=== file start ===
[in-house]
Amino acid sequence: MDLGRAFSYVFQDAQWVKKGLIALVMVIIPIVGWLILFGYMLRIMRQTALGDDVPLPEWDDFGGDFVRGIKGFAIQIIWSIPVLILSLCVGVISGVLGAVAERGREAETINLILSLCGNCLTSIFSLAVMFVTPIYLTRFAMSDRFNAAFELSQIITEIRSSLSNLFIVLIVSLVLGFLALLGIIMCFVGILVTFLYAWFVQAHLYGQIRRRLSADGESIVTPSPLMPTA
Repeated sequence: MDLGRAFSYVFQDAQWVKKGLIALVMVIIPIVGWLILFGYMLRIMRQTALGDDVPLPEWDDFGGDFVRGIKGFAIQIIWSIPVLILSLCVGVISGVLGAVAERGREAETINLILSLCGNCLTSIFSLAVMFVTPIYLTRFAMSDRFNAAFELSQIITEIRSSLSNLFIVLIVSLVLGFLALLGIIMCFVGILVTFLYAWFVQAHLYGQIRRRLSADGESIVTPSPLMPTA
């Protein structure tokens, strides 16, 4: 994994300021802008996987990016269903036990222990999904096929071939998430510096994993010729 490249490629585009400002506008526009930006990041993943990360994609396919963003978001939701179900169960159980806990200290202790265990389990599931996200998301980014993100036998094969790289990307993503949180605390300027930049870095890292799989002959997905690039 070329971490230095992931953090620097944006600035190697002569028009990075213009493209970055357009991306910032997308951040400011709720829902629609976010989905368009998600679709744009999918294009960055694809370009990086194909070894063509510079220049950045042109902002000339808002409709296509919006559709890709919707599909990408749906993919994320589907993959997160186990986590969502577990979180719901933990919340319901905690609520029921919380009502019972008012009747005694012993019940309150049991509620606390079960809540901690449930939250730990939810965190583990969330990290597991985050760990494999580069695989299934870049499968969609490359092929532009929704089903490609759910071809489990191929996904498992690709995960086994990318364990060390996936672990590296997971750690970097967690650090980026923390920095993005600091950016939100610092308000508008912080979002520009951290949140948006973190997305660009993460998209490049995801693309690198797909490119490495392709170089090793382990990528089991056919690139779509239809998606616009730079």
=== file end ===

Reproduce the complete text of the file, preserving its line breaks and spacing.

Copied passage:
[in-house]
Amino acid sequence: MDLGRAFSYVFQDAQWVKKGLIALVMVIIPIVGWLILFGYMLRIMRQTALGDDVPLPEWDDFGGDFVRGIKGFAIQIIWSIPVLILSLCVGVISGVLGAVAERGREAETINLILSLCGNCLTSIFSLAVMFVTPIYLTRFAMSDRFNAAFELSQIITEIRSSLSNLFIVLIVSLVLGFLALLGIIMCFVGILVTFLYAWFVQAHLYGQIRRRLSADGESIVTPSPLMPTA
Repeated sequence: MDLGRAFSYVFQDAQWVKKGLIALVMVIIPIVGWLILFGYMLRIMRQTALGDDVPLPEWDDFGGDFVRGIKGFAIQIIWSIPVLILSLCVGVISGVLGAVAERGREAETINLILSLCGNCLTSIFSLAVMFVTPIYLTRFAMSDRFNAAFELSQIITEIRSSLSNLFIVLIVSLVLGFLALLGIIMCFVGILVTFLYAWFVQAHLYGQIRRRLSADGESIVTPSPLMPTA
């Protein structure tokens, strides 16, 4: 994994300021802008996987990016269903036990222990999904096929071939998430510096994993010729 490249490629585009400002506008526009930006990041993943990360994609396919963003978001939701179900169960159980806990200290202790265990389990599931996200998301980014993100036998094969790289990307993503949180605390300027930049870095890292799989002959997905690039 070329971490230095992931953090620097944006600035190697002569028009990075213009493209970055357009991306910032997308951040400011709720829902629609976010989905368009998600679709744009999918294009960055694809370009990086194909070894063509510079220049950045042109902002000339808002409709296509919006559709890709919707599909990408749906993919994320589907993959997160186990986590969502577990979180719901933990919340319901905690609520029921919380009502019972008012009747005694012993019940309150049991509620606390079960809540901690449930939250730990939810965190583990969330990290597991985050760990494999580069695989299934870049499968969609490359092929532009929704089903490609759910071809489990191929996904498992690709995960086994990318364990060390996936672990590296997971750690970097967690650090980026923390920095993005600091950016939100610092308000508008912080979002520009951290949140948006973190997305660009993460998209490049995801693309690198797909490119490495392709170089090793382990990528089991056919690139779509239809998606616009730079």